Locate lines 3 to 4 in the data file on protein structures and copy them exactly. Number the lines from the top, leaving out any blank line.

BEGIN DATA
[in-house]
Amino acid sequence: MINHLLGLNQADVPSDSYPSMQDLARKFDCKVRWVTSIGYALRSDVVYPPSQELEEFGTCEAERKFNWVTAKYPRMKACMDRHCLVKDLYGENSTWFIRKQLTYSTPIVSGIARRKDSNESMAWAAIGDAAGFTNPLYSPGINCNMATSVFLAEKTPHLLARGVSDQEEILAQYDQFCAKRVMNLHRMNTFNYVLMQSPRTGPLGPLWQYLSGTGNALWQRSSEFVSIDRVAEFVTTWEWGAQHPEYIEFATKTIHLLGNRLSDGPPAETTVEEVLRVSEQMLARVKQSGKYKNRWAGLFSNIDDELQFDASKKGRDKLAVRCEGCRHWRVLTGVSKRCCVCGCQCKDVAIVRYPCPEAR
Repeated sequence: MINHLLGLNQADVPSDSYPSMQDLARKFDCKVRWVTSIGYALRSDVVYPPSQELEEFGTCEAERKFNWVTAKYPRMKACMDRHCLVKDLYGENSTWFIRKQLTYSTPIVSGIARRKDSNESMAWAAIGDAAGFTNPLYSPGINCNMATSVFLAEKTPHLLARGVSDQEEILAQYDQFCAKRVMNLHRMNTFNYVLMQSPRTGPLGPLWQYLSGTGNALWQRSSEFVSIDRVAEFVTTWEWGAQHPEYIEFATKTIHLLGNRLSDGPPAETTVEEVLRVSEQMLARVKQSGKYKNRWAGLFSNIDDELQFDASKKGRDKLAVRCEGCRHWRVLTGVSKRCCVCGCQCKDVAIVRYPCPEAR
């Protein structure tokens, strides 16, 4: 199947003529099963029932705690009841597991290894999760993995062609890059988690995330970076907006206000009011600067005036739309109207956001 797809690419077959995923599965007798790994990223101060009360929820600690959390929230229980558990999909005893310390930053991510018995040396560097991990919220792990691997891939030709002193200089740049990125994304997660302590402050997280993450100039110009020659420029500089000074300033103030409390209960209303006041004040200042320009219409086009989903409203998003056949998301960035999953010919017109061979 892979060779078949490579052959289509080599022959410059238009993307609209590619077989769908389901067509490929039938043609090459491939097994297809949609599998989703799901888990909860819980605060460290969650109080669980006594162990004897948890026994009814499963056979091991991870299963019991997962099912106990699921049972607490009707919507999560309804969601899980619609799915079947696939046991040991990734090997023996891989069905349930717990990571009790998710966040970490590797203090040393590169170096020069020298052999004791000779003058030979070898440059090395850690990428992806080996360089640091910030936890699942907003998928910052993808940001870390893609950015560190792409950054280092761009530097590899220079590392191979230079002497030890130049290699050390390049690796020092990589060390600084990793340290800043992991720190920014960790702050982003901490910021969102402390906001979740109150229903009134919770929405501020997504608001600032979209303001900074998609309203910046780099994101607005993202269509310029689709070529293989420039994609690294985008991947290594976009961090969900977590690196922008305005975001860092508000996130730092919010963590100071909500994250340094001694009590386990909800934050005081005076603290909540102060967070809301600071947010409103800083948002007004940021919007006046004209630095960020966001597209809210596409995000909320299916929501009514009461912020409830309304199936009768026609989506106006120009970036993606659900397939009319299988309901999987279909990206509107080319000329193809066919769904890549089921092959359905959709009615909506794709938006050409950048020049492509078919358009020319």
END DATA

Repeated sequence: MINHLLGLNQADVPSDSYPSMQDLARKFDCKVRWVTSIGYALRSDVVYPPSQELEEFGTCEAERKFNWVTAKYPRMKACMDRHCLVKDLYGENSTWFIRKQLTYSTPIVSGIARRKDSNESMAWAAIGDAAGFTNPLYSPGINCNMATSVFLAEKTPHLLARGVSDQEEILAQYDQFCAKRVMNLHRMNTFNYVLMQSPRTGPLGPLWQYLSGTGNALWQRSSEFVSIDRVAEFVTTWEWGAQHPEYIEFATKTIHLLGNRLSDGPPAETTVEEVLRVSEQMLARVKQSGKYKNRWAGLFSNIDDELQFDASKKGRDKLAVRCEGCRHWRVLTGVSKRCCVCGCQCKDVAIVRYPCPEAR
């Protein structure tokens, strides 16, 4: 199947003529099963029932705690009841597991290894999760993995062609890059988690995330970076907006206000009011600067005036739309109207956001 797809690419077959995923599965007798790994990223101060009360929820600690959390929230229980558990999909005893310390930053991510018995040396560097991990919220792990691997891939030709002193200089740049990125994304997660302590402050997280993450100039110009020659420029500089000074300033103030409390209960209303006041004040200042320009219409086009989903409203998003056949998301960035999953010919017109061979 892979060779078949490579052959289509080599022959410059238009993307609209590619077989769908389901067509490929039938043609090459491939097994297809949609599998989703799901888990909860819980605060460290969650109080669980006594162990004897948890026994009814499963056979091991991870299963019991997962099912106990699921049972607490009707919507999560309804969601899980619609799915079947696939046991040991990734090997023996891989069905349930717990990571009790998710966040970490590797203090040393590169170096020069020298052999004791000779003058030979070898440059090395850690990428992806080996360089640091910030936890699942907003998928910052993808940001870390893609950015560190792409950054280092761009530097590899220079590392191979230079002497030890130049290699050390390049690796020092990589060390600084990793340290800043992991720190920014960790702050982003901490910021969102402390906001979740109150229903009134919770929405501020997504608001600032979209303001900074998609309203910046780099994101607005993202269509310029689709070529293989420039994609690294985008991947290594976009961090969900977590690196922008305005975001860092508000996130730092919010963590100071909500994250340094001694009590386990909800934050005081005076603290909540102060967070809301600071947010409103800083948002007004940021919007006046004209630095960020966001597209809210596409995000909320299916929501009514009461912020409830309304199936009768026609989506106006120009970036993606659900397939009319299988309901999987279909990206509107080319000329193809066919769904890549089921092959359905959709009615909506794709938006050409950048020049492509078919358009020319």